Writer(s): John Lundvik, Anderz Wrehov, Andreas Stone Johansson
Composer(s): John Lundvik, Anderz Wrehov, Andreas Stone Johansson
In Sweden the national final is called “Melodifestivalen” and it’s a marathon of six shows over a period of six weeks’ time. The viewing figures are enormously high and it seems that the entire country is following this event. Thanks to the great popularity of the Melodifestivalen a lot of Swedish singers are keen to participate, new and established ones. This year the biggest favourite also won the national final in Stockholm: John Lundvik with the powerful song “Too Late For Love”. This was the most convincing song of the festival and it’s also among the big favourites in Tel Aviv.
John Hassim Lundvik was born in London in 1983. His Swedish parents adopted him and went back to Sweden, when John was six years old. He grew up in the southern part of Sweden in Växjö in the province Småland.
John has started his career as composer for the royal wedding of Princess Victoria & Daniel in 2010. The song “When You Tell The World You're Mine” performed by Björn Skifs and Agnes. John Lundvik has composed songs for many artists and also for movies. In 2014 he participated in the popular music show Allsång på Skansen together with the Swedish legend Lill Lindfors, who has already participated in the ESC with “Nygammal Vals Eller Hip Man Svinaherde” together with Svante Thuressson (2nd place in 1966). Together Lill and John sang “Uti vår hage” at the national day. In the year 2018 John took part in the Melodifestivalen already. With the song “My Turn” he made a respectable 3rd place.
This year John Lundvik takes part twice in the Eurovision Song Contest. Firstly with his own song “Too Late For Love” for Sweden. Secondly as composer for the UK entry “Bigger Than Us” which will be performed by Michael Rice. So the chances for John are quite high to win the ESC, as a favourite in the bets and with the UK entry as top up.
The song “Too Late For Love” has a very positive energy and a groovy dance rhythm. The stage performance at the Melodifestivalen has already been choreographed to the final version, so this is to expect in Tel Aviv as well. Even if the song title sounds a bit pessimistic, the song is positive in all aspect. With the gospel vibe and catchy melody this is one of the top 3 acts this year.
Finals: 57 (14 since 2004)
Top 10: 40
Chances for Top 10: 68%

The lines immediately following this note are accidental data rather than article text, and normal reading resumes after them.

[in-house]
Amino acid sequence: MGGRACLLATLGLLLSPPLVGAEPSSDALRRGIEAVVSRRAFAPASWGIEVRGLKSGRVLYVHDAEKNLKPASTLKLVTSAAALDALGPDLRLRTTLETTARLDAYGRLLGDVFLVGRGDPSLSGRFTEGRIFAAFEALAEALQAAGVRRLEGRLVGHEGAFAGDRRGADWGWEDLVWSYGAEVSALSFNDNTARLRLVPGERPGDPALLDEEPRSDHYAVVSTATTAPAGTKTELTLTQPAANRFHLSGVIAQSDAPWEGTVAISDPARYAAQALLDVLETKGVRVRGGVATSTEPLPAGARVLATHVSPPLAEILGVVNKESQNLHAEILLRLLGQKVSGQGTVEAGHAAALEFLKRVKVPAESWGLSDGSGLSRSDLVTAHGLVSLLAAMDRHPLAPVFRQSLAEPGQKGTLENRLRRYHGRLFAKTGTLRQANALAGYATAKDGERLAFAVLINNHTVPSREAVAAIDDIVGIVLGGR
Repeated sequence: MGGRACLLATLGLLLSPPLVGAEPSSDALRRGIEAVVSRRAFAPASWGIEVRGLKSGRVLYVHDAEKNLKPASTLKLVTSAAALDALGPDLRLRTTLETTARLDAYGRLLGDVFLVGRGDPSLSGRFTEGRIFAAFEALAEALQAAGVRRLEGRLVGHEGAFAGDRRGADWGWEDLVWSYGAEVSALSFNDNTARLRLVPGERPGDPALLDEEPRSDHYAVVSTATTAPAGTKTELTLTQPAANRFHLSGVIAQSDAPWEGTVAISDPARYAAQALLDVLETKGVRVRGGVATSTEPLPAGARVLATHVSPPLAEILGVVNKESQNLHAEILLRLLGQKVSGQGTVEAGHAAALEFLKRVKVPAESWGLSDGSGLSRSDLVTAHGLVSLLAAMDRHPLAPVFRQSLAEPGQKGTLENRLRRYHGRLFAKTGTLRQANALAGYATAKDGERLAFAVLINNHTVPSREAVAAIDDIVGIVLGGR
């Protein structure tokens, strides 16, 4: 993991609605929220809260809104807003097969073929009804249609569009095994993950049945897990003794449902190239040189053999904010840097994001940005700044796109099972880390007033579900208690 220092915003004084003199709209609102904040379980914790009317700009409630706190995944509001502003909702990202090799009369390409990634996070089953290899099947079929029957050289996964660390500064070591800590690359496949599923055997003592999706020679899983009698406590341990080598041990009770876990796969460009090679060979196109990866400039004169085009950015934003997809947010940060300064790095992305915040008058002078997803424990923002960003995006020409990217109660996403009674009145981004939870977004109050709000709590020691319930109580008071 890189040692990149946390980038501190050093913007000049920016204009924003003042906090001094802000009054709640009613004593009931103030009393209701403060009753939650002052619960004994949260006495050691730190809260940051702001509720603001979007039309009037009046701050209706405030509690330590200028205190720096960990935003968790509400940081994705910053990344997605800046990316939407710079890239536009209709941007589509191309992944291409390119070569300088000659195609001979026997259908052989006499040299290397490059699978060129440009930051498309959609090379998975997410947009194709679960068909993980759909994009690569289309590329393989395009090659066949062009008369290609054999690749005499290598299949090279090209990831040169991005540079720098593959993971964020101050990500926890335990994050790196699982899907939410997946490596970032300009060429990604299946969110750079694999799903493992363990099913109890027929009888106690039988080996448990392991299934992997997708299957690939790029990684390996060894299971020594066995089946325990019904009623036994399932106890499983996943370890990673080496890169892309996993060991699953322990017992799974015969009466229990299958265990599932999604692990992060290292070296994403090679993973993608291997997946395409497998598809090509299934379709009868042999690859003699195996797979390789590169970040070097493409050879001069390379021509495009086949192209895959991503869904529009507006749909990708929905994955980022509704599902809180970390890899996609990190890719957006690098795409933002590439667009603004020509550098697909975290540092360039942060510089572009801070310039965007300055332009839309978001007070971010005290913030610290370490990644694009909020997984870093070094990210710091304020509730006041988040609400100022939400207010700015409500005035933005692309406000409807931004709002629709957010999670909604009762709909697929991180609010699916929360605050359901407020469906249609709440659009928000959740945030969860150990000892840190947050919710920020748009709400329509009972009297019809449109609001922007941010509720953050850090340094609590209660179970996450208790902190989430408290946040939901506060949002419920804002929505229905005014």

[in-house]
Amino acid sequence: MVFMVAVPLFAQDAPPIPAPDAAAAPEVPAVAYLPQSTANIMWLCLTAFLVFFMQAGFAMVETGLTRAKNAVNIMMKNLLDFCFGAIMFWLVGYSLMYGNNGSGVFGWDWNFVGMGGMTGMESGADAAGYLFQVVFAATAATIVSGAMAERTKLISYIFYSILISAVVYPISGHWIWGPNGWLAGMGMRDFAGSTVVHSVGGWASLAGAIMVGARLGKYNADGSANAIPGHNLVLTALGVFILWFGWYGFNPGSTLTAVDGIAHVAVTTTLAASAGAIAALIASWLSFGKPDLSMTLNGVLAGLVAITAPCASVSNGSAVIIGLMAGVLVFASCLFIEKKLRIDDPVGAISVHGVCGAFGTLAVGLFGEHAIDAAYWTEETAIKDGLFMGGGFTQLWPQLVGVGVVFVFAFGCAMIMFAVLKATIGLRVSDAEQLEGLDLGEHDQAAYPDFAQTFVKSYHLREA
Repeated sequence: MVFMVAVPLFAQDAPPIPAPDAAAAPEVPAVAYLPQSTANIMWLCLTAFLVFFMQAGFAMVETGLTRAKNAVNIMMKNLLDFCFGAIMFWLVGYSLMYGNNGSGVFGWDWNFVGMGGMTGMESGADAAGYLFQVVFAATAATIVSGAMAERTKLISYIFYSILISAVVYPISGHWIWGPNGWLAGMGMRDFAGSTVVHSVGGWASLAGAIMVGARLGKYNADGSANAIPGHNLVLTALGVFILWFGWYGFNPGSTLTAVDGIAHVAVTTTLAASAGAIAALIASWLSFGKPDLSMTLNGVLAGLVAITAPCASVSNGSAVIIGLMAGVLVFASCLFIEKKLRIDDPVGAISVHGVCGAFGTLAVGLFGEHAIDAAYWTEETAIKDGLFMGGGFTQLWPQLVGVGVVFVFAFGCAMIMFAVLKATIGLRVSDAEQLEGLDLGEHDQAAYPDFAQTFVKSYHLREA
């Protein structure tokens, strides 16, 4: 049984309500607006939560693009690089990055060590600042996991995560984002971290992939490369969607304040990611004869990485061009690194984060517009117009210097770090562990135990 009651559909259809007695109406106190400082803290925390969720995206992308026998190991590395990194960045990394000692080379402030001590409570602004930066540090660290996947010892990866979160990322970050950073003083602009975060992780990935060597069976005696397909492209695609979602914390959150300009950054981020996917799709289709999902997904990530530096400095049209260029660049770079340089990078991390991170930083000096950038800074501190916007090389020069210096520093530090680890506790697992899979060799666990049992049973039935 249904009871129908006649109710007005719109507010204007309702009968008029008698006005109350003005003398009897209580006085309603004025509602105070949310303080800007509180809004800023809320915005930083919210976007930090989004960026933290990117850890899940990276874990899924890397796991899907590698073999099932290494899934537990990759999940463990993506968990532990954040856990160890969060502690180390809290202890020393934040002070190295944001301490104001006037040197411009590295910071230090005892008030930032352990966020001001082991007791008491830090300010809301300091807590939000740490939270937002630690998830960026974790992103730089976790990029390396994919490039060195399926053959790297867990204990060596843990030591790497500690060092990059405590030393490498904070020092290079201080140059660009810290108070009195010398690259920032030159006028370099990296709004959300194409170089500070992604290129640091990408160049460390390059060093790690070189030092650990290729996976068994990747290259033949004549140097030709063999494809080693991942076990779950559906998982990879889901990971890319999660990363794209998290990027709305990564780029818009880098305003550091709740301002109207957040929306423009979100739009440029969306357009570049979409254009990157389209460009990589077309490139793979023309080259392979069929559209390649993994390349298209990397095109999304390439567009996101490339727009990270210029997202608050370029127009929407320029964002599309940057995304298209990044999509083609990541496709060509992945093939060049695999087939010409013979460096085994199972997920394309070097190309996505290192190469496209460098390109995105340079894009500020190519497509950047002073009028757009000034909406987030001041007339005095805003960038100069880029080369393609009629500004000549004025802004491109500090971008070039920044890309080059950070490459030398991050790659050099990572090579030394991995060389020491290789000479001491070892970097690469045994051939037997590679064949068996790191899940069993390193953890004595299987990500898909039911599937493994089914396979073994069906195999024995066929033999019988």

Chances for Final: 87%
Sweden had its debut in 1958 with “Lilla Stjärna” sung by Alice Babs, which made a fabulous 4th rank in Hilversum. But the first victory took a while, in 1974 ABBA could surprise the Europeans with the very contemporary song “Waterloo” for that decade. Unfortunately, the ABBA hype did not start immediately, but some years later in Sweden and Scandinavia and even beyond. ABBA made a world career, they have had many #1 songs even in the USA, Japan and Australia. The style of ABBA music has often been copied and many Swedish ESC songs sounded like ABBA and not only Swedish entries, even other countries copied that style. Not many people know that ABBA have even tried to enter the ESC with “Ring Ring” , which only came 3rd in the Melodifestivalen 1973.
After that big success the popular Swedish music, called “Swedish Schlager” has captured the entire world. Especially in Sweden there are “Schlagerkvälls” (only Swedish schlager is being played) in discotheques and bars. The Swedes are very keen on Eurovision and in particular in the Scandinavian entries. This is really worth to experience.
Over the years, Sweden has become one of the most successful countries in Eurovision. Not even the six winning songs became hits, also the lower ranked songs made it into European charts. Sweden hosted the ESC for six times and would like to beat Ireland, as it has seven victories, to become the new Eurovision country. The Swedish entries mostly shape up very well. There is a chance of 88% to reach the Grand Final and 40 Swedish songs made it into the Top 10. Last year’s entry “Dance You Off” by Benjamin Ingrosso made a 7th place in Lisbon.
Photographer, Journalist, Editor
About me: My first Eurovision I watched was in 1987, Brussels. Since then I am following the ESC with great enthusiasm. The greatest fascination for me is the fact that the entire Europe is watching the show at that specific night. Since 2010, Oslo I am a member of the eurovisionlive.com team. I had the chance to witness the second German victory with Lena. My biggest wish would be to have the orchestra back, as it used to be until 1998.